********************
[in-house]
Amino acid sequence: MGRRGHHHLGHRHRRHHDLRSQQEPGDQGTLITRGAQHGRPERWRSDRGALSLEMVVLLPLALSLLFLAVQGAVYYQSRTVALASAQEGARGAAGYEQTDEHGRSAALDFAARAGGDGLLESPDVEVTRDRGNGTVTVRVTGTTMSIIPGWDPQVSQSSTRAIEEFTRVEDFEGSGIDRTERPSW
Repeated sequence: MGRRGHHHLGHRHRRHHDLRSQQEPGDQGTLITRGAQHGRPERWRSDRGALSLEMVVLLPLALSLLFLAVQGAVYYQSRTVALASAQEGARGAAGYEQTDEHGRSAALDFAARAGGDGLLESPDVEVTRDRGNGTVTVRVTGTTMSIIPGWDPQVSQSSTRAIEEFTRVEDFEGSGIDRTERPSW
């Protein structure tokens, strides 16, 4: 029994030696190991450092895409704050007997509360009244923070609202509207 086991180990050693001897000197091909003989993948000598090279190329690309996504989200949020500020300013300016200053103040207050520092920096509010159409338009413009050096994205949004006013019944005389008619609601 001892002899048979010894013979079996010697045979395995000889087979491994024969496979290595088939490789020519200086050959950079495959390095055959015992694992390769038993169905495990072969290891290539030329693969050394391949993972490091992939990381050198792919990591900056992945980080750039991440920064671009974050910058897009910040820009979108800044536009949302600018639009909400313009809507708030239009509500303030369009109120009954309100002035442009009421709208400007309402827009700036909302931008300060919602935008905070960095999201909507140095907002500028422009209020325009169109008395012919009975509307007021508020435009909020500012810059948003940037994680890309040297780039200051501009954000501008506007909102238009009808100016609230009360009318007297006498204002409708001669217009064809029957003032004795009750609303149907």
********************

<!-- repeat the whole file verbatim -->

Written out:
[in-house]
Amino acid sequence: MGRRGHHHLGHRHRRHHDLRSQQEPGDQGTLITRGAQHGRPERWRSDRGALSLEMVVLLPLALSLLFLAVQGAVYYQSRTVALASAQEGARGAAGYEQTDEHGRSAALDFAARAGGDGLLESPDVEVTRDRGNGTVTVRVTGTTMSIIPGWDPQVSQSSTRAIEEFTRVEDFEGSGIDRTERPSW
Repeated sequence: MGRRGHHHLGHRHRRHHDLRSQQEPGDQGTLITRGAQHGRPERWRSDRGALSLEMVVLLPLALSLLFLAVQGAVYYQSRTVALASAQEGARGAAGYEQTDEHGRSAALDFAARAGGDGLLESPDVEVTRDRGNGTVTVRVTGTTMSIIPGWDPQVSQSSTRAIEEFTRVEDFEGSGIDRTERPSW
């Protein structure tokens, strides 16, 4: 029994030696190991450092895409704050007997509360009244923070609202509207 086991180990050693001897000197091909003989993948000598090279190329690309996504989200949020500020300013300016200053103040207050520092920096509010159409338009413009050096994205949004006013019944005389008619609601 001892002899048979010894013979079996010697045979395995000889087979491994024969496979290595088939490789020519200086050959950079495959390095055959015992694992390769038993169905495990072969290891290539030329693969050394391949993972490091992939990381050198792919990591900056992945980080750039991440920064671009974050910058897009910040820009979108800044536009949302600018639009909400313009809507708030239009509500303030369009109120009954309100002035442009009421709208400007309402827009700036909302931008300060919602935008905070960095999201909507140095907002500028422009209020325009169109008395012919009975509307007021508020435009909020500012810059948003940037994680890309040297780039200051501009954000501008506007909102238009009808100016609230009360009318007297006498204002409708001669217009064809029957003032004795009750609303149907």